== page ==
2012 American League Division Series
|2012 American League Division Series|
|TV announcers||Ernie Johnson, Cal Ripken, Jr. and John Smoltz|
|Radio announcers||Dan Shulman and Orel Hershiser|
|Umpires||Brian Gorman (crew chief), Mark Carlson, Fieldin Culbreth, Mike Everitt, Ángel Hernández, Tony Randazzo|
TBS (Games 1, 3) |
MLB Network (Game 2)
TNT (Games 4–5)
Don Orsillo and Buck Martinez (TBS/TNT)|
Matt Vasgersian and Jim Kaat (MLBN)
|Radio announcers||Dave O'Brien and Aaron Boone|
|Umpires||Jim Reynolds, Mark Wegner, Dana DeMuth (crew chief), Eric Cooper, Wally Bell, Scott Barry|
|AL Wild Card Game||Baltimore Orioles over Texas Rangers, 5–1|
The 2012 American League Division Series were two best-of-five-game series to determine the participating teams in the 2012 American League Championship Series. The three divisional winners and a fourth team—the winner of a one-game Wild Card playoff— played in two series. TBS carried most of the games, with some on MLB Network or TNT.
The series used the 2–3 format for 2012 because on March 2 the league had implemented the new "wild card" playoff, eliminating the travel day between Games 4 and 5. The 2–3 format was used for best-of-five Championship Series rounds prior to 1985 and for the Division Series rounds from 1995–1997. The matchups for the 2012 ALDS were:
- (1) New York Yankees (East Division champions, 95–67) vs. (4) Baltimore Orioles (Wild Card Game winner, 93–69): Yankees win series, 3–2.
- (2) Oakland Athletics (West Division champions, 94–68) vs. (3) Detroit Tigers (Central Division champions, 88–74): Tigers win series, 3–2.
The restriction on teams from the same division meeting in the Division Series was removed prior to the 2012 season. Therefore, the Yankees and Orioles, both from the East Division, were able to meet in the Division Series. Under the format used from 1998-2011, (1) New York would have faced (3) Detroit in one Division Series, and (2) Oakland would have faced (4) Baltimore in the other.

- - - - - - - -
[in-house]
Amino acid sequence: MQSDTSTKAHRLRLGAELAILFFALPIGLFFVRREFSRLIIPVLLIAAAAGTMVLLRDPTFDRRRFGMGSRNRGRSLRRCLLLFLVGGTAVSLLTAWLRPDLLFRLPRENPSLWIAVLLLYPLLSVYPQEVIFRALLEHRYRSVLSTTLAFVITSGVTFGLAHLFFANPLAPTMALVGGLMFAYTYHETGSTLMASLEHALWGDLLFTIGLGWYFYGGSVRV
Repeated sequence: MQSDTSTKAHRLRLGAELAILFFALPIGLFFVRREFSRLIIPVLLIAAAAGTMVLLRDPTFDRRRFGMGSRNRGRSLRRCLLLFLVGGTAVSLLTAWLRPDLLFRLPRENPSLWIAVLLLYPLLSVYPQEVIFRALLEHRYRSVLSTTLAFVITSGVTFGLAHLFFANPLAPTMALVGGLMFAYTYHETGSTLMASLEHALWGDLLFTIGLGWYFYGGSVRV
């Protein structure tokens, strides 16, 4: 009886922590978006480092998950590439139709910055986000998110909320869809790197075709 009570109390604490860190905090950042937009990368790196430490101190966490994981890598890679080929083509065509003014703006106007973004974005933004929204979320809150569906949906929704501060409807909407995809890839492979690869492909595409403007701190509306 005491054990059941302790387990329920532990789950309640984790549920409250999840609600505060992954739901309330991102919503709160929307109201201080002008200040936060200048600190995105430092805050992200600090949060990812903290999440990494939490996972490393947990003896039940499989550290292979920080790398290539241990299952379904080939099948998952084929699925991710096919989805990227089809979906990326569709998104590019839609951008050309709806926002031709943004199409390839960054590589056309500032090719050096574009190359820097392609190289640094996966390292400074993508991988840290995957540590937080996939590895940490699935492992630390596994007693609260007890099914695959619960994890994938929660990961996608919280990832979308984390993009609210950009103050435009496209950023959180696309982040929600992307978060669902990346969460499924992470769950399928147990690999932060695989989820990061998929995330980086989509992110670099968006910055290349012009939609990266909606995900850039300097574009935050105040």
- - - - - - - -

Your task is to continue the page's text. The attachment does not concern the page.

This was the third postseason match-up between the Athletics and the Tigers, and previously the Tigers had defeated the A's 4–0 in the 2006 ALCS. The Yankees and Orioles were meeting in the postseason for the second time; the Yankees had beaten the Orioles 4–1 in the 1996 ALCS, which witnessed the controversial Jeffrey Maier incident in Game 1.
New York Yankees vs. Baltimore Orioles
New York won the series, 3–2.
|1||October 7||New York Yankees – 7, Baltimore Orioles – 2||Oriole Park at Camden Yards||3:31||47,841|
|2||October 8||New York Yankees – 2, Baltimore Orioles – 3||Oriole Park at Camden Yards||3:11||48,187|
|3||October 10||Baltimore Orioles – 2, New York Yankees – 3 (12 innings)||Yankee Stadium||3:31||50,497|
|4||October 11||Baltimore Orioles – 2, New York Yankees – 1 (13 innings)||Yankee Stadium||4:31||49,307|
|5||October 12||Baltimore Orioles – 1, New York Yankees – 3||Yankee Stadium||2:52||47,081|
Oakland Athletics vs. Detroit Tigers
Detroit won the series, 3–2.
|1||October 6||Oakland Athletics – 1, Detroit Tigers – 3||Comerica Park||2:56||43,323|
|2||October 7||Oakland Athletics – 4, Detroit Tigers – 5||Comerica Park||3:28||40,684|
|3||October 9||Detroit Tigers – 0, Oakland Athletics – 2||O.co Coliseum||2:33||37,090|
|4||October 10||Detroit Tigers – 3, Oakland Athletics – 4||O.co Coliseum||3:21||36,385|
|5||October 11||Detroit Tigers – 6, Oakland Athletics – 0||O.co Coliseum||2:56||36,393|
New York vs. Baltimore
Game 1, October 7
|WP: CC Sabathia (1–0) LP: Jim Johnson (0–1)|
NYY: Russell Martin (1)
The Yankees struck first in the first inning off of Jason Hammel when Derek Jeter singled and Ichiro Suzuki doubled to score Jeter for the game's first run, giving the Yankees a 1–0 lead. In the bottom of the third inning, Orioles outfielder Chris Davis singled, followed by a Lew Ford single, a Robert Andino sacrifice bunt, and a single by Nate McLouth, to give the O's a 2–1 lead. Then in the top of the fourth, the Yankees tied the game at two with a Mark Teixeira single with two men on. The game remained tied going into the ninth inning, until a lead-off home run by Russell Martin off of Jim Johnson pushed the Yankees ahead 3–2. Consecutive singles by Raúl Ibañez, Derek Jeter, and Ichiro Suzuki scored Ibanez, giving the Yankees a 4–2 lead. Robinson Canó doubled to score Jeter and Ichiro. Tommy Hunter relieved Johnson and Nick Swisher hit a sacrifice fly to score Canó, making the score 7–2. The Yankees' C.C. Sabathia pitched 8 2/3 innings and after allowing a two-out double to Lew Ford, David Robertson came in to get the final out of the game, giving the Yankees the win and a one-game-to-nothing lead.